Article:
Tennessee's "Unprecedented Low Unemployment" Continues In April
Thursday, May 17, 2018
Governor Bill Haslam and Department of Labor and Workforce Development Commissioner Burns Phillips today announced that Tennessee’s statewide unemployment rate for April was 3.4 percent, the third consecutive month the rate has held steady. The seasonally adjusted rate represents 0.6 of a percentage point decrease in unemployment compared to the same time period in 2017.
April marked one year since Tennessee’s unemployment rate dropped to 4 percent for the first time in recent history.
In May 2017 the rate dipped to 3.8 percent and has remained under that mark ever since. The state recorded an all-time low unemployment rate of 3.3 percent in September of last year. That figure is just 0.1 of a percentage point lower than the latest rate.
“For more than a year now, Tennessee continues to see unemployment rates lower than ever before. These numbers are a testament to the state’s investments in education and job creation,” said Governor Haslam. “In just the past three weeks, we have announced more than 2,000 new jobs coming to our state, which sets the path for unemployment to remain low and for Tennesseans to benefit from that job growth.”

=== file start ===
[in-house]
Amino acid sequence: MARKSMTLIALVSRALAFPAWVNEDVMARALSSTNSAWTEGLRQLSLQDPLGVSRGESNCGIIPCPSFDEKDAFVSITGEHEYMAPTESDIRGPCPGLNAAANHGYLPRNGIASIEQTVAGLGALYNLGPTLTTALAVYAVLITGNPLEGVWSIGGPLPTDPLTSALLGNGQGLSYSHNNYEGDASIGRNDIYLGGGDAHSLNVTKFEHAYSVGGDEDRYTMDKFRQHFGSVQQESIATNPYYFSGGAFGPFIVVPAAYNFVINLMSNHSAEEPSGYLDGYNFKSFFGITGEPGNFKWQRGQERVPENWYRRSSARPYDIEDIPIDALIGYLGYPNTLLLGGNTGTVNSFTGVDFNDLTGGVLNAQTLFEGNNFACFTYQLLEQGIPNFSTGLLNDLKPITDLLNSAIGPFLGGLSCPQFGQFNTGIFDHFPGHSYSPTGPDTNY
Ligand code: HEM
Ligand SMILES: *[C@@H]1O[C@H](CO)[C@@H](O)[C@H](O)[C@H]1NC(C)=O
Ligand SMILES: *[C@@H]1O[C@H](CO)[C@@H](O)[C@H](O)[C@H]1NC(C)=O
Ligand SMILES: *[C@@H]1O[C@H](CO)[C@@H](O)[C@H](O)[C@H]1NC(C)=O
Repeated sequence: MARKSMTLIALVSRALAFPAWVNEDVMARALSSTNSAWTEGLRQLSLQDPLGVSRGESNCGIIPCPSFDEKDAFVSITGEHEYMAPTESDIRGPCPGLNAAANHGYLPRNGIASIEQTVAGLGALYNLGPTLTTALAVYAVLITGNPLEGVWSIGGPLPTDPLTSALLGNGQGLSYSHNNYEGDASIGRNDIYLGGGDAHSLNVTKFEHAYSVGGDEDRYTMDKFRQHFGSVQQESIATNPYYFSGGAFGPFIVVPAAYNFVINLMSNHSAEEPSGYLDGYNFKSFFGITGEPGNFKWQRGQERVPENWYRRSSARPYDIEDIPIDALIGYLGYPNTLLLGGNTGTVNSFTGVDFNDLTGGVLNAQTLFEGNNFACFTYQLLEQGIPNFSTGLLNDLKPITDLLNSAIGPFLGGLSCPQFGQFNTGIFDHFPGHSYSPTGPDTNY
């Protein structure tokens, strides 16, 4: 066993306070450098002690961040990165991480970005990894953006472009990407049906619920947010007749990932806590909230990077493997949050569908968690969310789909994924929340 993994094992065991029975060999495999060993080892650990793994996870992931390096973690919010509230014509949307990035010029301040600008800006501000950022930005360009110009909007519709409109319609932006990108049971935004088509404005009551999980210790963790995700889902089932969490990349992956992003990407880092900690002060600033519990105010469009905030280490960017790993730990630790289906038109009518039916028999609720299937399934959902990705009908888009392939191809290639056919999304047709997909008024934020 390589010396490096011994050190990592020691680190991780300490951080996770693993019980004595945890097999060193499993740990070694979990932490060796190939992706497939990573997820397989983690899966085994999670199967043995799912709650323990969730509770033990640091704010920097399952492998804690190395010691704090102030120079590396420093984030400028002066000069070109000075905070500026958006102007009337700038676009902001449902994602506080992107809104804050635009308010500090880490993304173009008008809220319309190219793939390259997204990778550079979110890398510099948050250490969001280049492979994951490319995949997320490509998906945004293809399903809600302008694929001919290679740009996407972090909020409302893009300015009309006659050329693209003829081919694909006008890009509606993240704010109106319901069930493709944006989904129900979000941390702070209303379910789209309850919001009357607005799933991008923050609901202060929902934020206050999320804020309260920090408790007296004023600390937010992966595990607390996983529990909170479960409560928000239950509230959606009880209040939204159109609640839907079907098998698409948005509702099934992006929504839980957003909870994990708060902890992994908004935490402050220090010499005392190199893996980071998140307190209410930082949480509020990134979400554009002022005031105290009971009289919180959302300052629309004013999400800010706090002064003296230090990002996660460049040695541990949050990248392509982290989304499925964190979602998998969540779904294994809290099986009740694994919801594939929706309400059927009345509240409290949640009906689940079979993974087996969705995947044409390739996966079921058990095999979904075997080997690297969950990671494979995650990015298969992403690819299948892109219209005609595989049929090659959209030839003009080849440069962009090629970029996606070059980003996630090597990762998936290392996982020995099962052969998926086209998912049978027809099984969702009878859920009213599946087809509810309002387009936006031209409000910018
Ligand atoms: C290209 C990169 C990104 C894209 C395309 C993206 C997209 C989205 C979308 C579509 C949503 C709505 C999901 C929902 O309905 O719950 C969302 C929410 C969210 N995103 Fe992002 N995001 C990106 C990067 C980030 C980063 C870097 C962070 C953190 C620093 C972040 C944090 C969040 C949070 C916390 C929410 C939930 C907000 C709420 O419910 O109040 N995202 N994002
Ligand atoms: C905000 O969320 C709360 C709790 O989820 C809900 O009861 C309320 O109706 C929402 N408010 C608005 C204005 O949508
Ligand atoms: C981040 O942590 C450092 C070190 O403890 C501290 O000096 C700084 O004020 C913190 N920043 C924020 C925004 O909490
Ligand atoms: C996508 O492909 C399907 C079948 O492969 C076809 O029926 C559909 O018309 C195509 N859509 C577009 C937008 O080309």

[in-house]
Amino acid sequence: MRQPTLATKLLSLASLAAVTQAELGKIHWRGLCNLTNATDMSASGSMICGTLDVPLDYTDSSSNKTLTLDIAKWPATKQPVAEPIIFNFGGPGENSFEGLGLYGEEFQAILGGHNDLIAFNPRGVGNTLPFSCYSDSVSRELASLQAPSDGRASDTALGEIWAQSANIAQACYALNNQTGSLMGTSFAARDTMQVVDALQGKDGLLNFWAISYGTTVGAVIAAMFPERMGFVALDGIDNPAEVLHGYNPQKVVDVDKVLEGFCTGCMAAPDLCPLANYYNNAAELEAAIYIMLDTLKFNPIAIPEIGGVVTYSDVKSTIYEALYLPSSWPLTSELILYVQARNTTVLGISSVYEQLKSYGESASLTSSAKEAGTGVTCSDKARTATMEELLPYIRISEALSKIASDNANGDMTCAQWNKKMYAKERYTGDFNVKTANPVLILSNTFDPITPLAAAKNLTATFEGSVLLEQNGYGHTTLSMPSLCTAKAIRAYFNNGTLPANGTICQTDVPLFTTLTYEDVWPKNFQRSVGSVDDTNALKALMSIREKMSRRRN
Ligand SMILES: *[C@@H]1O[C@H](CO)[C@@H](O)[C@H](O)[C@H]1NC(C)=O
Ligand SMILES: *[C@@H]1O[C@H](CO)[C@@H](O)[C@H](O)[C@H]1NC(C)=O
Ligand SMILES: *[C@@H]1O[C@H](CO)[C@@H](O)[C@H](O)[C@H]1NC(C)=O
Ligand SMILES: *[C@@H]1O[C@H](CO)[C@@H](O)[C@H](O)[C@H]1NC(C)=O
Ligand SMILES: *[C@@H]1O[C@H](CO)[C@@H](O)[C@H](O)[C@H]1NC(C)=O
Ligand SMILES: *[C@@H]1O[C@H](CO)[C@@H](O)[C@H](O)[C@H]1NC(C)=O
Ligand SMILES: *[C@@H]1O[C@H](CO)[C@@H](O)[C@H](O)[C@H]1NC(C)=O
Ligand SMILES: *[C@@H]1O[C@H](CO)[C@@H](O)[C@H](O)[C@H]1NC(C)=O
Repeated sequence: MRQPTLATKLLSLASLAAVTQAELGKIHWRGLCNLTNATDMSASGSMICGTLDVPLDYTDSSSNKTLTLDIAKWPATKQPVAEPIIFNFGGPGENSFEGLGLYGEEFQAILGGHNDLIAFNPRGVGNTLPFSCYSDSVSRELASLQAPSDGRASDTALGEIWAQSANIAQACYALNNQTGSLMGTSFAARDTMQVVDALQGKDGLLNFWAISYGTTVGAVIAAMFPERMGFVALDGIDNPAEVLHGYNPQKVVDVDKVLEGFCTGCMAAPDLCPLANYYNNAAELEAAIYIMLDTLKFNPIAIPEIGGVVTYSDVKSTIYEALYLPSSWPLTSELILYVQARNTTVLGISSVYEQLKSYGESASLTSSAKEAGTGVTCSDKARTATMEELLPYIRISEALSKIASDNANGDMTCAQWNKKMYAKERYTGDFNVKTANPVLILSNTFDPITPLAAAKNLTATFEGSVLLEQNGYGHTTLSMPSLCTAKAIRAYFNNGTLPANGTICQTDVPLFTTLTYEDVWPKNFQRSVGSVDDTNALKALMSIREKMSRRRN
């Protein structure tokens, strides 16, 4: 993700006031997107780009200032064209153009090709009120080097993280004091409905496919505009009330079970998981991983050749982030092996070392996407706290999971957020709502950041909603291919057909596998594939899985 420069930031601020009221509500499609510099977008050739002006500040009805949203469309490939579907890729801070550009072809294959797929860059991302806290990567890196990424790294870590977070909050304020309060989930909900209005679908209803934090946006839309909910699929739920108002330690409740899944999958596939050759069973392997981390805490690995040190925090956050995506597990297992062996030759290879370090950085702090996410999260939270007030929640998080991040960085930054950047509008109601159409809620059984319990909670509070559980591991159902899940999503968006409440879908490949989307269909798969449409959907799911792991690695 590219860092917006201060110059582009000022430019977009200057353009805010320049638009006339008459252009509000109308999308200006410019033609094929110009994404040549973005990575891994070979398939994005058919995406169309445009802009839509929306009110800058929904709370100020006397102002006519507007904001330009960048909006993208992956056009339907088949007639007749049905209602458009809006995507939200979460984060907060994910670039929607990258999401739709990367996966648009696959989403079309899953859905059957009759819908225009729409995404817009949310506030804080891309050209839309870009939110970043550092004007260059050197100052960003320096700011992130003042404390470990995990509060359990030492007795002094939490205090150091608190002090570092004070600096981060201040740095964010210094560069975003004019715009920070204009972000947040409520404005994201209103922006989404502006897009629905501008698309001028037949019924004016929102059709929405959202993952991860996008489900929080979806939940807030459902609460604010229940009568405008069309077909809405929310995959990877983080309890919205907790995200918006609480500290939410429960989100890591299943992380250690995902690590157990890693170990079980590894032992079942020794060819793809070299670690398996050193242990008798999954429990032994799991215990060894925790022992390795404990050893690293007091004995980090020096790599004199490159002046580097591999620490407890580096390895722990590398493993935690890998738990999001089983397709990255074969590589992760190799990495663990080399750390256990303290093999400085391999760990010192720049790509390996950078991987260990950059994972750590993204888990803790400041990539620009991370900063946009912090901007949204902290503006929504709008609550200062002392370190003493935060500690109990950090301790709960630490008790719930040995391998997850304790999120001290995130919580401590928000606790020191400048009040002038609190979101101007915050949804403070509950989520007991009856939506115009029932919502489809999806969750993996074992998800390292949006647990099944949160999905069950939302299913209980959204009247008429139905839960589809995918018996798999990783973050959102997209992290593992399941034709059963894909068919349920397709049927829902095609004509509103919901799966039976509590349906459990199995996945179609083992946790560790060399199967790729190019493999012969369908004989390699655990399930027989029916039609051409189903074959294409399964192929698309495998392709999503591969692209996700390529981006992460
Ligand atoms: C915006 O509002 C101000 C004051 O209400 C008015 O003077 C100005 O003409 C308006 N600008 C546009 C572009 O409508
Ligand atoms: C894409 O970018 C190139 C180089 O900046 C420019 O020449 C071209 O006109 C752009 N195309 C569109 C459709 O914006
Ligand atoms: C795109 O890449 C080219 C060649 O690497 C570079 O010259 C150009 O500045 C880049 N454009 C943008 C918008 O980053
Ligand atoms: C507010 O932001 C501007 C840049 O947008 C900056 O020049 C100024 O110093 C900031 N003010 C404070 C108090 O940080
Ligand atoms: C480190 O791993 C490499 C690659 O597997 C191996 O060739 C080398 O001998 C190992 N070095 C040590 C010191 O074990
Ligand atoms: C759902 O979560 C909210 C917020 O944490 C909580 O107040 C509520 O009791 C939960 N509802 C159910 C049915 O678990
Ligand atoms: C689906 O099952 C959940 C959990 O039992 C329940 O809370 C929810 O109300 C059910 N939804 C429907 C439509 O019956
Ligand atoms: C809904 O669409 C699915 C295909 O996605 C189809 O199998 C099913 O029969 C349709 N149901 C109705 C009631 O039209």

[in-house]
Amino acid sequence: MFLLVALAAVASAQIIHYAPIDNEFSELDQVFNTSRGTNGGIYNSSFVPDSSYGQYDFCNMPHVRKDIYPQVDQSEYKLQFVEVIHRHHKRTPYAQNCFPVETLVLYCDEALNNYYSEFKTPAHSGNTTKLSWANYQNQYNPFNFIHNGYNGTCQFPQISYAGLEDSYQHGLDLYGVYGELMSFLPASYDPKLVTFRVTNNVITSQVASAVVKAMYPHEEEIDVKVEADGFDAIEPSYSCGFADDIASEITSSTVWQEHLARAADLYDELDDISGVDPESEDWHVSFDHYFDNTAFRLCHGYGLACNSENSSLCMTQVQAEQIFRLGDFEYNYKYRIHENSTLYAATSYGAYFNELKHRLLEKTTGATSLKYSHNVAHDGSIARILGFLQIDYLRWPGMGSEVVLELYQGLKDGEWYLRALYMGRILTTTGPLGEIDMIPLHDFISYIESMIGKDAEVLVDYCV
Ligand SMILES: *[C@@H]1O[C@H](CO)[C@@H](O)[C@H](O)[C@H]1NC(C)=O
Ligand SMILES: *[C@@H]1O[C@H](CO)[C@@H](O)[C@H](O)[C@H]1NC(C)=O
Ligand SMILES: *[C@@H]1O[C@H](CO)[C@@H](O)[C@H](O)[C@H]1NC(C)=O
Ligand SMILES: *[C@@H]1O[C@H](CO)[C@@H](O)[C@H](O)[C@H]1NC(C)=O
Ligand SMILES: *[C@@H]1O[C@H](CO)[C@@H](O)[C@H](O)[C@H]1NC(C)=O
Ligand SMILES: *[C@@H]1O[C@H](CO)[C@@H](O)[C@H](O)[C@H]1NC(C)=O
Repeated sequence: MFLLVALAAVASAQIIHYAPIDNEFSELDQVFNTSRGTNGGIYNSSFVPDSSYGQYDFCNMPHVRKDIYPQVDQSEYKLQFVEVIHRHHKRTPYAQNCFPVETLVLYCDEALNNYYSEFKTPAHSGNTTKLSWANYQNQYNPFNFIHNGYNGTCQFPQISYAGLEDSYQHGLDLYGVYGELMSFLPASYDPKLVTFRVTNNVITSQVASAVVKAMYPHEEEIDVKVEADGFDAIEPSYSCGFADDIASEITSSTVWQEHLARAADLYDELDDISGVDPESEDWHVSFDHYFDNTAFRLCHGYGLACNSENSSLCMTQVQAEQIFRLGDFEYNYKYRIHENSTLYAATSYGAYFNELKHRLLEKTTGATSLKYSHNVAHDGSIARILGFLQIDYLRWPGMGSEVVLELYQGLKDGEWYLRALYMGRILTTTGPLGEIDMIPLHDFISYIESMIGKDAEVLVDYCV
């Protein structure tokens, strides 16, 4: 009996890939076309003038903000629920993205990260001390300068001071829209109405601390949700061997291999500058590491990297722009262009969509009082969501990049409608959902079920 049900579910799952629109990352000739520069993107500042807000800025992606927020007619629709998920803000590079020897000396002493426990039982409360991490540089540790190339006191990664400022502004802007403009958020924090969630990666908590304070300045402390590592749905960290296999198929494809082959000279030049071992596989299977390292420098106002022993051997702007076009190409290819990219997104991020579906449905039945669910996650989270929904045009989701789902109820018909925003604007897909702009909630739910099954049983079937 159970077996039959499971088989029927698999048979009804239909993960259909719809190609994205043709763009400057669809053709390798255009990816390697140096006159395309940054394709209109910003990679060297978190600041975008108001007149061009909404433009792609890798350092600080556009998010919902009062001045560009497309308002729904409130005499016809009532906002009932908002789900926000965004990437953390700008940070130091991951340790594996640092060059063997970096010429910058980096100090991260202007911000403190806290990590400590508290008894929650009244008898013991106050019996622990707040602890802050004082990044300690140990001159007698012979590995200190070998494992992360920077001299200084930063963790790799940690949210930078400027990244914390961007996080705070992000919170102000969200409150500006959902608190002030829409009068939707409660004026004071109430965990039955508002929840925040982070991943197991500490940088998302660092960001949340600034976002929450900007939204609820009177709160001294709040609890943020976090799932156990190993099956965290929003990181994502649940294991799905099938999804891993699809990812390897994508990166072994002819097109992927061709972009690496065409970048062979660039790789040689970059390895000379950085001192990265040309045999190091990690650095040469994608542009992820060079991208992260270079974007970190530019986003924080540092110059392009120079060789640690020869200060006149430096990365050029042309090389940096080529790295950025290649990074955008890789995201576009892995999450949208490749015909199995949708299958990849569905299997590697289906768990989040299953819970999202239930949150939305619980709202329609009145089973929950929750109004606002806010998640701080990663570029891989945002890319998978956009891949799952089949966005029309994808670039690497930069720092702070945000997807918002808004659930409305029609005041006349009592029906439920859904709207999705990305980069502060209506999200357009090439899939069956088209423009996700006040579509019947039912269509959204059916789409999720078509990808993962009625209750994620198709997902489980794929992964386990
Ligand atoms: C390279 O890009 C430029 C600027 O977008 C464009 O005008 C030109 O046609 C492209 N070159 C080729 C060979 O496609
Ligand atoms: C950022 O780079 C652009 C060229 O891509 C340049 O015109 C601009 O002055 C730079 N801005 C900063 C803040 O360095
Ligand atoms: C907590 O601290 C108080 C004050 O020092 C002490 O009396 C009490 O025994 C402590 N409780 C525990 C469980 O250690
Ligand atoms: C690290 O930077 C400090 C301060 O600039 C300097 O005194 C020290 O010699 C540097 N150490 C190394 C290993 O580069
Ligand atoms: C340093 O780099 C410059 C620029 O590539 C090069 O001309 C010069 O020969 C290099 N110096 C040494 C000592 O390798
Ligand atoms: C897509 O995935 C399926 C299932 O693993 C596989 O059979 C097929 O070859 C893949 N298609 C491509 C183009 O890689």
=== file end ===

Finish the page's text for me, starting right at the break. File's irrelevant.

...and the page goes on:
Statewide, Tennessee added an estimated 45,000 new jobs between April 2017 and April 2018. The largest increases occurred in the leisure/hospitality, professional/business services and education/health services industries.
Nationally, the United States unemployment rate showed downward movement for the first time in six months. Since October the national unemployment rate has remained steady at 4.1 percent. During April it dropped 0.2 of a percentage point to 3.9 percent. Unemployment nationwide was half of a percentage point lower last month, than it was in April 2017.
“While unemployment remains low here at home and across the nation, many of our neighbors are still out of work or looking for a better job,” said Commissioner Phillips. “Tennessee is working harder than ever to make sure anyone who wants to work can do so. The state and our workforce partners are in every county helping job seekers and employers make a connection.”
The statewide unemployment rate is seasonally adjusted to eliminate the influences of weather, holidays, the opening and closing of schools and other recurring seasonal event from an economic time series.